We suggest that ABO-incompatible KT is a potential treatment of ESA-induced PRCA in ESRD. This is because in cases of ABO-incompatible kidney transplantation, the desensitization protocol, which includes plasmapheresis, IVIG, and rituximab, removes pathogenic antibodies. This is in addition to the intense immunosuppressive therapy that patients receive with anti-thymocyte globulin and triple-drug immunosuppression regimen, which altogether prevent the generation of new antibodies. In addition, the kidney allograft produces endogenous erythropoietin, which results in rapid improvement of anemia after transplantation. The recovery of erythropoiesis within 1 month after kidney transplantation in our case is comparable to a previous report [23].

The potential risks of ABO-incompatible KT include antibody-mediated rejection and graft loss, especially in cases with high anti-ABO blood group antibody titers. Allograft failure may have a negative impact on the recovery of PRCA. Therefore, a desensitization protocol and intensive immunosuppression must be employed, as in this case. In regards to ABO-incompatible KT for the treatment of PRCA in ESKD, as in our case, the desensitization protocol, collectively with induction immunosuppression, particularly low-dose rATG, provides adequate immuno-suppression and prevents antibody rebound, resulting in good allograft function and improvement of PRCA without serious opportunistic infections.

Conclusions

We report a rare case of PRCA in a patient with ESKD who underwent ABO-incompatible kidney transplantation. The outcome was satisfactory, with complete correction of anemia and kidney function.

Figures

Figure 1.. Bone marrow aspiration. Bone marrow aspiration specimen from the patient shows mild hypocellular marrow with erythroid hypoplasia, but platelet and myeloid precursor are entirely normal (100×). Figure 2.. The time course of anemia, blood transfusions, and ESA exposure. The absolute reticulocyte counts on day −20 and day −10 after triple-immunosuppressive drugs were 40 600/microL and 34 000/microL, respectively. The left Y-axis represents hemoglobin level, the right Y-axis represents unit per month of Retracrit®, the orange arrows indicate administration of 75 mcg of CERA, the green arrows indicate blood transfusion. PRC – pack red cell; Hb – hemoglobin. Figure 3.. Desensitization protocol and anti B IgG and IgM titer. Day 0 refers to the day of kidney transplantation. DFPP – double-filtration plasmapheresis; IVIG – intravenous immunoglobulin; RTX – rituximab; TAC – tacrolimus; MMF – mycophenolate mofetil; Pred – prednisolone; rATG – rabbit anti-thymocyte globulin; IA – immunoadsorption. Figure 4.. Serum creatinine and hemoglobin concentration after kidney transplantation. The Y-axis represents 2 indicators (hemoglobin level and serum creatinine level), the blue line indicates hemoglobin level, the orange line indicates serum creatinine level, the green arrows indicate blood transfusion, and the X-axis represents days before and after kidney transplantation, in which D0 refers to the day of kidney transplantation. PRC – pack red cell; Hb – hemoglobin; Scr – serum creatinine.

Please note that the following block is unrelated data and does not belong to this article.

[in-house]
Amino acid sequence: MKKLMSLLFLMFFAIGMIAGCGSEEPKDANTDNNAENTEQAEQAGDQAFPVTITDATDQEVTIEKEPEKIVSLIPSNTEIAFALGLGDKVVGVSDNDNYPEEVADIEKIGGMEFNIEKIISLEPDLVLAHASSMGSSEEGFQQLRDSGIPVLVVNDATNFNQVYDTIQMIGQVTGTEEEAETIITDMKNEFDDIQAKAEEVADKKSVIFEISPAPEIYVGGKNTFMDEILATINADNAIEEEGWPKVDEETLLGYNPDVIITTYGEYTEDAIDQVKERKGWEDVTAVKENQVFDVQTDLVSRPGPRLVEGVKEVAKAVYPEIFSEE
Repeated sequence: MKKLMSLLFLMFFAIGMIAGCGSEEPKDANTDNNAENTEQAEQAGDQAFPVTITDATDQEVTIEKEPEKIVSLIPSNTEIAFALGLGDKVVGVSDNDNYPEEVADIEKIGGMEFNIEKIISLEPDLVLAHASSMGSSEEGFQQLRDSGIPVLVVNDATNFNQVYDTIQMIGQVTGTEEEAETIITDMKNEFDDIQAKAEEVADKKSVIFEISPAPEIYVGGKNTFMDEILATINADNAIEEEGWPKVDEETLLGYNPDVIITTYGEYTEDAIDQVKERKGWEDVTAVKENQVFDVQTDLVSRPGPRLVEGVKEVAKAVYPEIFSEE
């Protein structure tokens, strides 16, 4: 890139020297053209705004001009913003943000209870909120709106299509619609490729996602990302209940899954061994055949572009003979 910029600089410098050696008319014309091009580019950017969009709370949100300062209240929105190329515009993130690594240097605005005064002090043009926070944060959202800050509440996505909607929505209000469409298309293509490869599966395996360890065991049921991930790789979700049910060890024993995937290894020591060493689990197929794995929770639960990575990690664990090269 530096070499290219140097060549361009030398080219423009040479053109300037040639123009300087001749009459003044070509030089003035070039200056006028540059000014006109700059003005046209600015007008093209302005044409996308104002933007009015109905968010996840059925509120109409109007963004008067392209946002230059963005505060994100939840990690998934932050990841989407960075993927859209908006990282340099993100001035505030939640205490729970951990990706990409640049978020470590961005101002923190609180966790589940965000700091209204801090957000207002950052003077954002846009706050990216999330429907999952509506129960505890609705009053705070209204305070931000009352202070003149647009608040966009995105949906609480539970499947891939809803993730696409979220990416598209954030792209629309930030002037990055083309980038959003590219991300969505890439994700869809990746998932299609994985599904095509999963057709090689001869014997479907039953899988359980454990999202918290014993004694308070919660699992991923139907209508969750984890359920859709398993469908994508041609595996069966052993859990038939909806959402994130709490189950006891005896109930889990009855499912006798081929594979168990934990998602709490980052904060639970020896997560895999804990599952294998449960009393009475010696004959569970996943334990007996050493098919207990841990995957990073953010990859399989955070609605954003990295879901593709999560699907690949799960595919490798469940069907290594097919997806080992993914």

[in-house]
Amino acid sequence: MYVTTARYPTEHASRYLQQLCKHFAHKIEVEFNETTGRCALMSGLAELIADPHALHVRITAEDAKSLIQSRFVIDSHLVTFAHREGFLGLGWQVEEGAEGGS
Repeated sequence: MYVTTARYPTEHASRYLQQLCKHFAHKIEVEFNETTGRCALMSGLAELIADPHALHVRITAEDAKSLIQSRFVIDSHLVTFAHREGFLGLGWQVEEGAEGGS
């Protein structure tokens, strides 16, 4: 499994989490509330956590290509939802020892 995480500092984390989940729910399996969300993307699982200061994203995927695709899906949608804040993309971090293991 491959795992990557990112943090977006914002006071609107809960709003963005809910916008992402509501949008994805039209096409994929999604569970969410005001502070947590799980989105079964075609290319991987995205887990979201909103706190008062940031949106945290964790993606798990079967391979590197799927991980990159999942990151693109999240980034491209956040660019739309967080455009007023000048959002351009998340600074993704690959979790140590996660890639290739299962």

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Figures

Figure 1.. Bone marrow aspiration. Bone marrow aspiration specimen from the patient shows mild hypocellular marrow with erythroid hypoplasia, but platelet and myeloid precursor are entirely normal (100×).Figure 2.. The time course of anemia, blood transfusions, and ESA exposure. The absolute reticulocyte counts on day −20 and day −10 after triple-immunosuppressive drugs were 40 600/microL and 34 000/microL, respectively. The left Y-axis represents hemoglobin level, the right Y-axis represents unit per month of Retracrit®, the orange arrows indicate administration of 75 mcg of CERA, the green arrows indicate blood transfusion. PRC – pack red cell; Hb – hemoglobin.Figure 3.. Desensitization protocol and anti B IgG and IgM titer. Day 0 refers to the day of kidney transplantation. DFPP – double-filtration plasmapheresis; IVIG – intravenous immunoglobulin; RTX – rituximab; TAC – tacrolimus; MMF – mycophenolate mofetil; Pred – prednisolone; rATG – rabbit anti-thymocyte globulin; IA – immunoadsorption.Figure 4.. Serum creatinine and hemoglobin concentration after kidney transplantation. The Y-axis represents 2 indicators (hemoglobin level and serum creatinine level), the blue line indicates hemoglobin level, the orange line indicates serum creatinine level, the green arrows indicate blood transfusion, and the X-axis represents days before and after kidney transplantation, in which D0 refers to the day of kidney transplantation. PRC – pack red cell; Hb – hemoglobin; Scr – serum creatinine.

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American Journal of Case Reports eISSN: 1941-5923
American Journal of Case Reports eISSN: 1941-5923